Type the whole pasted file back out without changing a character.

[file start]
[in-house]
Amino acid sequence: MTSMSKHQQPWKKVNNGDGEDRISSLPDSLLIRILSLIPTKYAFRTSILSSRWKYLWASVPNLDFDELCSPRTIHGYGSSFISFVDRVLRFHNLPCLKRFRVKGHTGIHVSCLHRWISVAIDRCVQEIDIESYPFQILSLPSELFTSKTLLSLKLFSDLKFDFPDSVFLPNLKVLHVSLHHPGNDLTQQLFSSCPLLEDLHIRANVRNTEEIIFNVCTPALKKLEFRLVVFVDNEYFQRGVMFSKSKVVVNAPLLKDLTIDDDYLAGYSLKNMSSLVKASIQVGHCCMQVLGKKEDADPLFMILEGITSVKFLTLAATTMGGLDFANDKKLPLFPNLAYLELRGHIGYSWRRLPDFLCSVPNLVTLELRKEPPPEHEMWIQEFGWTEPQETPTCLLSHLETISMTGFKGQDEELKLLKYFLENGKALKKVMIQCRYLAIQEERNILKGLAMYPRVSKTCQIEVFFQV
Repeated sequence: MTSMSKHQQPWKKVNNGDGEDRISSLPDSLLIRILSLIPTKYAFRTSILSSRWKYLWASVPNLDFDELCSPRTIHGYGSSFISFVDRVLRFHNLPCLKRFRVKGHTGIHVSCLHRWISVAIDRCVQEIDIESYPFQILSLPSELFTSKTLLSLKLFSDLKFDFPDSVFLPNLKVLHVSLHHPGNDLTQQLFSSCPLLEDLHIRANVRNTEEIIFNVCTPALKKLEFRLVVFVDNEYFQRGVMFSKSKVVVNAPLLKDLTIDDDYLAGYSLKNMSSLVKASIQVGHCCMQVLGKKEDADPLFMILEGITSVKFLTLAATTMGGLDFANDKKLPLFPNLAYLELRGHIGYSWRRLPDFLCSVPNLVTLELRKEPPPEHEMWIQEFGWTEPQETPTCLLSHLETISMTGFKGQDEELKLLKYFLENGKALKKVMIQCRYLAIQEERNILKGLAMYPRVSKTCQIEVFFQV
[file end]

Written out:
[in-house]
Amino acid sequence: MTSMSKHQQPWKKVNNGDGEDRISSLPDSLLIRILSLIPTKYAFRTSILSSRWKYLWASVPNLDFDELCSPRTIHGYGSSFISFVDRVLRFHNLPCLKRFRVKGHTGIHVSCLHRWISVAIDRCVQEIDIESYPFQILSLPSELFTSKTLLSLKLFSDLKFDFPDSVFLPNLKVLHVSLHHPGNDLTQQLFSSCPLLEDLHIRANVRNTEEIIFNVCTPALKKLEFRLVVFVDNEYFQRGVMFSKSKVVVNAPLLKDLTIDDDYLAGYSLKNMSSLVKASIQVGHCCMQVLGKKEDADPLFMILEGITSVKFLTLAATTMGGLDFANDKKLPLFPNLAYLELRGHIGYSWRRLPDFLCSVPNLVTLELRKEPPPEHEMWIQEFGWTEPQETPTCLLSHLETISMTGFKGQDEELKLLKYFLENGKALKKVMIQCRYLAIQEERNILKGLAMYPRVSKTCQIEVFFQV
Repeated sequence: MTSMSKHQQPWKKVNNGDGEDRISSLPDSLLIRILSLIPTKYAFRTSILSSRWKYLWASVPNLDFDELCSPRTIHGYGSSFISFVDRVLRFHNLPCLKRFRVKGHTGIHVSCLHRWISVAIDRCVQEIDIESYPFQILSLPSELFTSKTLLSLKLFSDLKFDFPDSVFLPNLKVLHVSLHHPGNDLTQQLFSSCPLLEDLHIRANVRNTEEIIFNVCTPALKKLEFRLVVFVDNEYFQRGVMFSKSKVVVNAPLLKDLTIDDDYLAGYSLKNMSSLVKASIQVGHCCMQVLGKKEDADPLFMILEGITSVKFLTLAATTMGGLDFANDKKLPLFPNLAYLELRGHIGYSWRRLPDFLCSVPNLVTLELRKEPPPEHEMWIQEFGWTEPQETPTCLLSHLETISMTGFKGQDEELKLLKYFLENGKALKKVMIQCRYLAIQEERNILKGLAMYPRVSKTCQIEVFFQV